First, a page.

The UrsaJ File Storage system would not have any sort of function without the robust operation of the integrated HFS Server.
This server is responsible for working with files on a given company's database. Every file which the HFS Server is responsible for working on is uniformly accessed through three HTTP File Storage components - (1) The ID, or in database terms, the primary key of the file; this is a unique identifier which distinguishes a file from every other file within the database. Then there's (2) The Information regarding the file; this consists of vital information describing the file - the actual space it takes up on the disk, the file name, the type of content within the file based on extensions, the date which it was uploaded into the server, and/or any dates which indicate when any changes were made to the file. These are only some of the pieces of information administrators have access to, for the security and integrity of the files being handled by the system. Finally, there 's (3) the data, or simply the actual file itself.
You'll notice that the file's attributes are placed in a field separate from the file itself; this is necessary, especially for people working on one file from two different locations within the office, just so that users could monitor any changes and when they were made. Furthermore, the system's naming conventions have made it possible for users to access certain files right away, provided they know the ID associated to the specific file.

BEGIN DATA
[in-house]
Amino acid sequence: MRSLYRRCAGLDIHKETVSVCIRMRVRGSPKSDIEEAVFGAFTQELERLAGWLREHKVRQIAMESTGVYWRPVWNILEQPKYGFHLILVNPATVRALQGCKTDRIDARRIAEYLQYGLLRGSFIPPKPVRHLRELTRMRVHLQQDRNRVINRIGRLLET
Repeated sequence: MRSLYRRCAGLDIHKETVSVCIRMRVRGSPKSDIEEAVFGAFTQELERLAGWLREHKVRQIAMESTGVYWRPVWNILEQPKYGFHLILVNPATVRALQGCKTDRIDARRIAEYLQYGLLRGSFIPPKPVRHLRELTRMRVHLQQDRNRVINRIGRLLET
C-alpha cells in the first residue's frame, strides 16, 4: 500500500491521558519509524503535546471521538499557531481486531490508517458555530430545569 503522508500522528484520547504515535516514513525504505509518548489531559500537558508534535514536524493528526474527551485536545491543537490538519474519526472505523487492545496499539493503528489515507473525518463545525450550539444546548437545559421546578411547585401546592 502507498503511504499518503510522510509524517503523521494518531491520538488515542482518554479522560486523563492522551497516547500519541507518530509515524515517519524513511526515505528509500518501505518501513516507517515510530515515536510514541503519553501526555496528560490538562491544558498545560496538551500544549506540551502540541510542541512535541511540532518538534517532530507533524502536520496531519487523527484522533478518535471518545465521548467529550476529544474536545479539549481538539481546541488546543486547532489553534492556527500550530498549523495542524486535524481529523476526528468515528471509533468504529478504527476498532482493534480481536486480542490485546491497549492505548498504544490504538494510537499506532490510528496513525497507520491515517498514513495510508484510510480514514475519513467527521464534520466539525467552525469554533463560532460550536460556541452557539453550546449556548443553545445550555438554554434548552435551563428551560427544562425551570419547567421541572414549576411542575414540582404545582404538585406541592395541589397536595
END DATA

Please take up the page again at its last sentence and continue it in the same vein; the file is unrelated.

Files are uploaded into the system through an upload form, generated by the system's related application. These forms are sent to the HFS Server URL by default. Depending on the number of files uploaded through one form, the HFS Server is able to determine the priority of which files to work on first. Any restrictions introduced by default or through an administrator are implemented during the upload process, and appropriate errors are reported just in case a certain file fails to meet requirements.
Files are consequently downloaded through and from the UrsaJ system through an application which generates a unique URL for the requested file, based on its ID component. Users are able to download the file by opening the URL. When the URL is accessed, this is when the HFS Server responds by returning the file and its data based on its ID.
You can say that this file storage system is simple, but it is really straightforward and efficient in handling the keeping and updating of files in a given company.